News January 2017

31 January 2017


The future of a new Cumbrian power plant is in doubt, after one of the key players admitted it is reviewing its involvement. A spokesman for Toshiba – which holds a 60 per cent stake in Moorside developer NuGen, alongside ENGIE of France – said it is re-examining all of its nuclear projects outside Japan. This includes the proposed nuclear new build at Moorside, near Sellafield. Last month Toshiba announced its US subsidiary, Westinghouse Electric, may have overpaid – by several billion dollars – for another nuclear construction and services business. Following this, its shares fell dramatically. Toshiba confirmed yesterday it is now reviewing its involvement in all other overseas projects as a way of dealing with this situation. It also plans to sell its semiconductor business.

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Posted: 31 January 2017

30 January 2017


The first of two meetings asking people’s views on a new nuclear power station design will be held on Anglesey later. Horizon Nuclear Power propose to build and operate the Advanced Boiling Water Reactor design at Wylfa Newydd on the island. Natural Resources Wales (NRW) and the Environment Agency will ask for views on their assessment of the design by Hitachi-GE. The consultation ends on 3 March. The public will have no influence on the technology used or the site location. Tim Jones, NRW’s executive director for north and mid Wales, said: “Our purpose is to ensure that the natural resources of Wales are sustainably maintained, enhanced and used.” At Wylfa Newydd we will do this in three ways; assessing the design of the reactors, determining site specific environmental permits and providing advice to other organisations on decisions they need to make. “It is our job to ensure that any new nuclear power station will meet high standards of environmental protection and waste management, ensuring that our communities are kept safe from environmental harm.”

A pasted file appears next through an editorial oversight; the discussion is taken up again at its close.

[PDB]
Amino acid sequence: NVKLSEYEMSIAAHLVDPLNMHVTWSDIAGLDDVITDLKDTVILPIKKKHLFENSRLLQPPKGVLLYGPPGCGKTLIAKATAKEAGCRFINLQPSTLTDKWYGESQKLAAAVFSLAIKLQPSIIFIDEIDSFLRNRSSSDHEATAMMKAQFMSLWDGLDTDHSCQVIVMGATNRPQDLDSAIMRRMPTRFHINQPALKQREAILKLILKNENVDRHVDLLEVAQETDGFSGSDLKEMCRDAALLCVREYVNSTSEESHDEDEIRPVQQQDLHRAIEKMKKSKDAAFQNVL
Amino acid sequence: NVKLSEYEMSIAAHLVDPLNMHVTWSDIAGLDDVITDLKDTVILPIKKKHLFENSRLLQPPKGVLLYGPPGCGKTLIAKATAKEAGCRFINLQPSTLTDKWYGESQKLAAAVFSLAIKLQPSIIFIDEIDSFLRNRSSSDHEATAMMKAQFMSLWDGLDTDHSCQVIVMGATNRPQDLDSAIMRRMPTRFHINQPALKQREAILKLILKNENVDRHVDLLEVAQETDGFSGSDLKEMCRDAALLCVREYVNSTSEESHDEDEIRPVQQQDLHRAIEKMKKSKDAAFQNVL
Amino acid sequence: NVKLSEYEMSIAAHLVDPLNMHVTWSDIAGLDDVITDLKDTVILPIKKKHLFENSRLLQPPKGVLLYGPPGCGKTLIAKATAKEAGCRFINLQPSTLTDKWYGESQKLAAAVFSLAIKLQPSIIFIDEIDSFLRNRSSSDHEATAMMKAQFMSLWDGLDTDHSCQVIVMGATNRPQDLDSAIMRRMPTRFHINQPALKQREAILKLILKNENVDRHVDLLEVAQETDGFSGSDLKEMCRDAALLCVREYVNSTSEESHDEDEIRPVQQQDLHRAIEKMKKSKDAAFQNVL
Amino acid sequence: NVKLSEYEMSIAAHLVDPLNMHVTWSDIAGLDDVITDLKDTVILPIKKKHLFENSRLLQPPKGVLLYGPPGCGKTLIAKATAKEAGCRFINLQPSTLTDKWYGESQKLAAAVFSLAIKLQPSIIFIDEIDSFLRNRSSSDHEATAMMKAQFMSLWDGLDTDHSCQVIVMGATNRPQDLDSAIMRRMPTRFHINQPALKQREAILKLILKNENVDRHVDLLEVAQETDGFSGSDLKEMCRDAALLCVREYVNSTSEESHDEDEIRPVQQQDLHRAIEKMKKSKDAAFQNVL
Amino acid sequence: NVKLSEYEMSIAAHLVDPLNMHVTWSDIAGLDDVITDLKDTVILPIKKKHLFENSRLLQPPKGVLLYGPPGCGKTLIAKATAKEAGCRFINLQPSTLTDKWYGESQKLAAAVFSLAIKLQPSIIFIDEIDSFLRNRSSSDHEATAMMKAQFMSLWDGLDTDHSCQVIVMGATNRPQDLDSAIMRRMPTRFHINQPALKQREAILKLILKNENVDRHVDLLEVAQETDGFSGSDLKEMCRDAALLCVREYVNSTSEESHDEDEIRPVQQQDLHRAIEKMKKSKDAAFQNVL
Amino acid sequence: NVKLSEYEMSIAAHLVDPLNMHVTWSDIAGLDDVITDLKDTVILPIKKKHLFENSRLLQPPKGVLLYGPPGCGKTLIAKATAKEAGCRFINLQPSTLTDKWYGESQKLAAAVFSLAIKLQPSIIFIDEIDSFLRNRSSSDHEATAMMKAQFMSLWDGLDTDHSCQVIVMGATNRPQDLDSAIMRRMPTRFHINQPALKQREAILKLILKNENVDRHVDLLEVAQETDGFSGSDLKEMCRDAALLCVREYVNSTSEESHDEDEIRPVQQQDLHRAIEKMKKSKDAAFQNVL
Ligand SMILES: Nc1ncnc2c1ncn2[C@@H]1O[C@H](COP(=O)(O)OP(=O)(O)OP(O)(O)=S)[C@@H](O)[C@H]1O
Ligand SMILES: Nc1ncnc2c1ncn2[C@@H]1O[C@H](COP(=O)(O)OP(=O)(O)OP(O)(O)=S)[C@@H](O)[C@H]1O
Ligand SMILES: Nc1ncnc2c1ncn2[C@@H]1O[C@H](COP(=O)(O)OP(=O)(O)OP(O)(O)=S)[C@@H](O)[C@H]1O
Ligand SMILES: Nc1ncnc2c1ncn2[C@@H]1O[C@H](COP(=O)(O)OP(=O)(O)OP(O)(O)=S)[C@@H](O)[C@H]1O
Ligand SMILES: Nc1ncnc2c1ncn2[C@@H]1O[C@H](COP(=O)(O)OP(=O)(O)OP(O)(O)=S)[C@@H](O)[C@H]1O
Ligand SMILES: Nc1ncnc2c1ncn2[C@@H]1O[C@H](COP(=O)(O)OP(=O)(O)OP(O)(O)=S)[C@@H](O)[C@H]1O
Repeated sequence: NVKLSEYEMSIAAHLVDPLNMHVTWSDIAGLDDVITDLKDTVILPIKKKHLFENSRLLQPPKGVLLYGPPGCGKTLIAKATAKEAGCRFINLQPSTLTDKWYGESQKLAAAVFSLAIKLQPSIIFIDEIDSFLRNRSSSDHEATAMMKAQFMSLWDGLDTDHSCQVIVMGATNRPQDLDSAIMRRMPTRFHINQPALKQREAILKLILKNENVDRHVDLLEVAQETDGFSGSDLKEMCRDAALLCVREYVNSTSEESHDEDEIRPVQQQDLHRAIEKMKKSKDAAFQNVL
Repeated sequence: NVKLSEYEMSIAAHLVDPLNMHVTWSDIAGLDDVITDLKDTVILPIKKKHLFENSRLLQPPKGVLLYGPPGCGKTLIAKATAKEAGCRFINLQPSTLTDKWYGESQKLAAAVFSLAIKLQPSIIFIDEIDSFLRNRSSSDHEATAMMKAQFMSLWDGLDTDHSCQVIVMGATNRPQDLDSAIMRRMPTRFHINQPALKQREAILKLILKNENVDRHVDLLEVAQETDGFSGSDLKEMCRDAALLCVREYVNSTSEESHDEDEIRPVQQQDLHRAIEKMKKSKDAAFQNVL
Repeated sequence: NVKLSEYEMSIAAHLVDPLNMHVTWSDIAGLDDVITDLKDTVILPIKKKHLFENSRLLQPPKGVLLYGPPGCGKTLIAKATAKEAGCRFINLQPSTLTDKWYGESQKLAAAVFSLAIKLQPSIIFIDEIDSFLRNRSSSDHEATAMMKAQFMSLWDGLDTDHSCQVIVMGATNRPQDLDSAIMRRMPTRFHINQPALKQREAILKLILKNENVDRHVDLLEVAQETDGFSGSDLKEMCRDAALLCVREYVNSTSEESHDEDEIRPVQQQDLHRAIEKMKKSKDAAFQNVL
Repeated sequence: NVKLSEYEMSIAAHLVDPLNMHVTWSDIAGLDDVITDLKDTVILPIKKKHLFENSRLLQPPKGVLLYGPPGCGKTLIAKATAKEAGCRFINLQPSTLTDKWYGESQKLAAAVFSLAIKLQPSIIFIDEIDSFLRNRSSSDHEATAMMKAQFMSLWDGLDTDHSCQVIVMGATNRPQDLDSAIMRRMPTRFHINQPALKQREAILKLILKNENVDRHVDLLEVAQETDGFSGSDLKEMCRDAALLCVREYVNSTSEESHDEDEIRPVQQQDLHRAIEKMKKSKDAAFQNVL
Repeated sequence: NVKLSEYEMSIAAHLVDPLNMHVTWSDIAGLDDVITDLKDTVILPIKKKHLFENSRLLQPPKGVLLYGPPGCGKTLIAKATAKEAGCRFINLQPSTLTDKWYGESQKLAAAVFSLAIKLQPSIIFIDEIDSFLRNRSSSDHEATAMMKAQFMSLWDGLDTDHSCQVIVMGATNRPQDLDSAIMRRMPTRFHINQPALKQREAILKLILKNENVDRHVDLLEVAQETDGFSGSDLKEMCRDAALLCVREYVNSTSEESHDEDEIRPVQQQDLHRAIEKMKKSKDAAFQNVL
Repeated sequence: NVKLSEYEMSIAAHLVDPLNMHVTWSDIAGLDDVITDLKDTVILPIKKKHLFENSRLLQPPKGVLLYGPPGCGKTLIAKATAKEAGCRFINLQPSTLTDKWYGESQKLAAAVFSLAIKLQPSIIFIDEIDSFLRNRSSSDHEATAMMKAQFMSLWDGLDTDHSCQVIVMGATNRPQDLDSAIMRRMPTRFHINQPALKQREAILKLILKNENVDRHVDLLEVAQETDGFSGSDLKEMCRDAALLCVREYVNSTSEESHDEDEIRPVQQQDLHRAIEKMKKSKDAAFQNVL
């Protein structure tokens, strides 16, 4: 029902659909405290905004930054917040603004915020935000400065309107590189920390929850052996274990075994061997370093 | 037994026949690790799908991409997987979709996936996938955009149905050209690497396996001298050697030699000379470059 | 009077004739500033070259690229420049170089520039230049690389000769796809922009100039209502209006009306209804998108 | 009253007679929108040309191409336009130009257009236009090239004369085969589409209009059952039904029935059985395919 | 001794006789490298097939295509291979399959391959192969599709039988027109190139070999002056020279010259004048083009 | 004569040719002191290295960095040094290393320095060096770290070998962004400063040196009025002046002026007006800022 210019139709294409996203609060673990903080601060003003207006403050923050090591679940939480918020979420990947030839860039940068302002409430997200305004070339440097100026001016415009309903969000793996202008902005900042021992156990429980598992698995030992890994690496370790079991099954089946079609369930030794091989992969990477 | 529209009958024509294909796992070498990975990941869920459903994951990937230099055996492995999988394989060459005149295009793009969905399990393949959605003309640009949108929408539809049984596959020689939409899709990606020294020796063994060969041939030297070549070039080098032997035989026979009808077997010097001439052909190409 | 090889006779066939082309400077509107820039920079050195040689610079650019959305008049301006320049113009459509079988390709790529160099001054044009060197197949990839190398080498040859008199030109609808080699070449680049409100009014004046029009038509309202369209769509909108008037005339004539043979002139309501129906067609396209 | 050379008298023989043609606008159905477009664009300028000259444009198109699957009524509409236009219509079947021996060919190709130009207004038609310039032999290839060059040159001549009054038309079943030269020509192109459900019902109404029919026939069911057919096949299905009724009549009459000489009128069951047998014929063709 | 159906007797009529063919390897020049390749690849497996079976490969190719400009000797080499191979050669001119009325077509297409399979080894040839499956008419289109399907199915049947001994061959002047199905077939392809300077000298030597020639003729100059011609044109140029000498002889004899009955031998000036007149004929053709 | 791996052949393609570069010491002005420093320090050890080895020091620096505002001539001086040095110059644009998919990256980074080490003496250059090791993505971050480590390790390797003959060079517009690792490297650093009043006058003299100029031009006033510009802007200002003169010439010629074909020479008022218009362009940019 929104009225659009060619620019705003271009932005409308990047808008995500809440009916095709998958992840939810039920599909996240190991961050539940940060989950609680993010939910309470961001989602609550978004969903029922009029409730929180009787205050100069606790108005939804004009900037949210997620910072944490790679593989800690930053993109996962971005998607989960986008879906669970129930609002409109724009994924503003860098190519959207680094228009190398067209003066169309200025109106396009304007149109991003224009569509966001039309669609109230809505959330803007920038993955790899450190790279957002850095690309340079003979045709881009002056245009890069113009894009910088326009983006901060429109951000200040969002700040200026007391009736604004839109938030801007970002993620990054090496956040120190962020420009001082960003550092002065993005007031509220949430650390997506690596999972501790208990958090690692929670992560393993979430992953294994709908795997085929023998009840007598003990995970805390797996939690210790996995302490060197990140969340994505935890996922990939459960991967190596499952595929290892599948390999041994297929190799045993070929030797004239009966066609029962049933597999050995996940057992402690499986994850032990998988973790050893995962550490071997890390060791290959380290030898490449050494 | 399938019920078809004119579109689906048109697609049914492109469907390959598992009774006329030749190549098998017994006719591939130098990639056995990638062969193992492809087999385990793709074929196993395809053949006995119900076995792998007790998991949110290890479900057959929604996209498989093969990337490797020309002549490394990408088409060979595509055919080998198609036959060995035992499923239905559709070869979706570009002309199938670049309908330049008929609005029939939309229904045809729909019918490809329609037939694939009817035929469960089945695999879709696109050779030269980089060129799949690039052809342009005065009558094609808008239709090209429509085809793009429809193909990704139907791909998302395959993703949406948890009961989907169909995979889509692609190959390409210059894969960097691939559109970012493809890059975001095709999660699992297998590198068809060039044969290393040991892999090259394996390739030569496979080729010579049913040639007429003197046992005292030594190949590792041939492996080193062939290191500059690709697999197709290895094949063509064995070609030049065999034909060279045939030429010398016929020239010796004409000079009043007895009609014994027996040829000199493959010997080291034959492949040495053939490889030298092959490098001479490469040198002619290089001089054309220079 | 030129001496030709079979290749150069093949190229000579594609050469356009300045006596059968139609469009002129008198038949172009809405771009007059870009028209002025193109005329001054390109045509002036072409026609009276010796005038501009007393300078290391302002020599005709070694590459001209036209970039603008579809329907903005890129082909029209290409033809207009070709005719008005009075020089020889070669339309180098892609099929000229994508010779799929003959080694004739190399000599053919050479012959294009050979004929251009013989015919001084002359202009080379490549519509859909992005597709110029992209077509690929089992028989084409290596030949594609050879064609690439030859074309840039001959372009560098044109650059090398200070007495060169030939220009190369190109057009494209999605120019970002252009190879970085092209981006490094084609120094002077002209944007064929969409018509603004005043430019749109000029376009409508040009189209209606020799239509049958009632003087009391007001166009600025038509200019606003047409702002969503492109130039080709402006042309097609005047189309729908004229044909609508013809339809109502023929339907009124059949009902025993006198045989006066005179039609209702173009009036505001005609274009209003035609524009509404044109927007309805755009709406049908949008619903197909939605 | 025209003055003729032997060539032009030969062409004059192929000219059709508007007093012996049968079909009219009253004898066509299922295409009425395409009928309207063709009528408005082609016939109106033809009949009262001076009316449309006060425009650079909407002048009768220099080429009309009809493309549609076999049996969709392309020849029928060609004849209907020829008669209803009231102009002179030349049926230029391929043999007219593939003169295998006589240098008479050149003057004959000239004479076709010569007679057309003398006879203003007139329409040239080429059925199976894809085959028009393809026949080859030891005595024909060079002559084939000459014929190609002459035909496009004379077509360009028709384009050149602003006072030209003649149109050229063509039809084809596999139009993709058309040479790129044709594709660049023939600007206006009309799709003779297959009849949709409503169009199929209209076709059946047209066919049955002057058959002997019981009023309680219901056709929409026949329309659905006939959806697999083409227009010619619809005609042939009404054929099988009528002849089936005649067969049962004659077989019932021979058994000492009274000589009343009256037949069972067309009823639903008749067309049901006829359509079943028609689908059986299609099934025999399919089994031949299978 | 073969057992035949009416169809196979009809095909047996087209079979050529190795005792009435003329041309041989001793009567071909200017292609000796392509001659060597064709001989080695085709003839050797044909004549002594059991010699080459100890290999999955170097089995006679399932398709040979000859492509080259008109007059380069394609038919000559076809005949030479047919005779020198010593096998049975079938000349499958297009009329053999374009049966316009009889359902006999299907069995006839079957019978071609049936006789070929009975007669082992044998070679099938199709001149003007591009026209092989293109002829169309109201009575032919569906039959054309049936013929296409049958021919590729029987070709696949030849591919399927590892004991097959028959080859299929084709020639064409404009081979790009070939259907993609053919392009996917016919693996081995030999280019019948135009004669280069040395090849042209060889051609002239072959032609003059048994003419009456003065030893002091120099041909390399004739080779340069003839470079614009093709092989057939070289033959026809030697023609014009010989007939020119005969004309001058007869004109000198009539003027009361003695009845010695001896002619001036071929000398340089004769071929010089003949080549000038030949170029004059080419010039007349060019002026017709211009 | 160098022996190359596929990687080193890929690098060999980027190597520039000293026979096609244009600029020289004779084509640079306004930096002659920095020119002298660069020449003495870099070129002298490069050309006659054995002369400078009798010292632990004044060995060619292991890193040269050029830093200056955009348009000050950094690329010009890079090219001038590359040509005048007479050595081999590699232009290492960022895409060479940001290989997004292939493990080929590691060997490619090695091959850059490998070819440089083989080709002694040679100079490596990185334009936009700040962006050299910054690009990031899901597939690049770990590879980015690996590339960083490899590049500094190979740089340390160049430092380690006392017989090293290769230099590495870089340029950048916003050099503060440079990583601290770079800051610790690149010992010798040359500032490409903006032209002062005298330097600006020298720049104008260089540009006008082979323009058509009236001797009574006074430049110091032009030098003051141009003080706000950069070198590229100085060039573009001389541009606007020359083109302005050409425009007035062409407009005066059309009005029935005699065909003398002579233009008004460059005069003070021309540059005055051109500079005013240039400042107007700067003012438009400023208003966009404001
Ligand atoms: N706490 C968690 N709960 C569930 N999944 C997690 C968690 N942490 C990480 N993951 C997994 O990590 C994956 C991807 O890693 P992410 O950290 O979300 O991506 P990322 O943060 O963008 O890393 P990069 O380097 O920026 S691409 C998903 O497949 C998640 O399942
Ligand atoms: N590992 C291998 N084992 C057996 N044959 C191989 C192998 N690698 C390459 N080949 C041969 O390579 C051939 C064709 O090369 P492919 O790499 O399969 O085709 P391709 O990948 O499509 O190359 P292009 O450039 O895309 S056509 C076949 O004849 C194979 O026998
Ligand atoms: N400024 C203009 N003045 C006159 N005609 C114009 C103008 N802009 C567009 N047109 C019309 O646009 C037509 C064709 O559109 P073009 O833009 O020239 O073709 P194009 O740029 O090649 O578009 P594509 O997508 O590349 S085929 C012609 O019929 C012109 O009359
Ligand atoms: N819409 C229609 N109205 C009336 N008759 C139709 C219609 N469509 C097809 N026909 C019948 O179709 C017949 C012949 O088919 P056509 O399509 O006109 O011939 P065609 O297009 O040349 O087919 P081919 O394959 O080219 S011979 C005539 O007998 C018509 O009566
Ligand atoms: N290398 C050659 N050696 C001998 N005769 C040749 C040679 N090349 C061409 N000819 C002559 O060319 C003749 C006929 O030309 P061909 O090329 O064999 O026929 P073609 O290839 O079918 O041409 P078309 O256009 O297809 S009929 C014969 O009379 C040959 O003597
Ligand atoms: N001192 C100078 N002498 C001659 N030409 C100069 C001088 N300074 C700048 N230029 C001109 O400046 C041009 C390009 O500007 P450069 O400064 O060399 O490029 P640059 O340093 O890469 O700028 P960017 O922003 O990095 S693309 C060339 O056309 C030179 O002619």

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Posted: 30 January 2017

29 January 2017


Toshiba Corp. will cease taking orders related to the building of nuclear power stations, sources said Saturday, in a move that would effectively mark its withdrawal from the nuclear plant construction business. The news comes amid reports Toshiba’s chairman may resign over the massive write-down that has doomed the company’s U.S. nuclear business. The multinational conglomerate said Friday it will review its nuclear operations and spin off its chip business to raise funds in a bid to cover an expected asset impairment loss of up to ¥700 billion ($6.08 billion). After Toshiba ceases taking new orders, it will focus on maintenance and decommissioning operations, according to the sources. The company will continue work on four nuclear plants under construction in the United States that are expected to be completed by 2020. The Japanese industrial conglomerate may announce company chairman Shigenori Shiga’s resignation as soon as Feb. 14, when it reports its April-December financial results, the sources also said. Shiga once served as president of the U.S. nuclear unit, Westinghouse Electric Co., which Toshiba has said could face a multibillion-dollar loss due to cost overruns from delays in plant projects. The post of Toshiba chairman is expected to remain vacant after Shiga’s resignation. Westinghouse Chairman Danny Roderick is also set to step down, the sources said, but Toshiba President Satoshi Tsunakawa is likely to stay on.

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Posted: 29 January 2017

28 January 2017


Britain’s first nuclear power station in two decades will be delayed by a government decision to quit Europe’s atomic power treaty, experts have warned. Ministers revealed on Thursday that Brexit would involve the UK leaving Euratom, which promotes research into nuclear power and uniform safety standards. The news poses problems for the Hinkley Point C station in Somerset, while raising questions over safety inspection regimes and the UK’s future participation in nuclear fusion research. EDF warned that restrictions on the movement of people because of Brexit could delay delivery of new energy infrastructure. Vince Zabielski, a nuclear energy specialist at the law firm Pillsbury Winthrop Shaw Pittman, said: “If the UK leaves Euratom before new standalone nuclear cooperation treaties are negotiated with France and the US, current new build projects will be placed on hold while those standalone treaties are negotiated.” Other lawyers questioned why the government had decided to quit Euratom and in the manner it had done so, in the explanatory notes accompany the article 50 bill.

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Posted: 28 January 2017

27 January 2017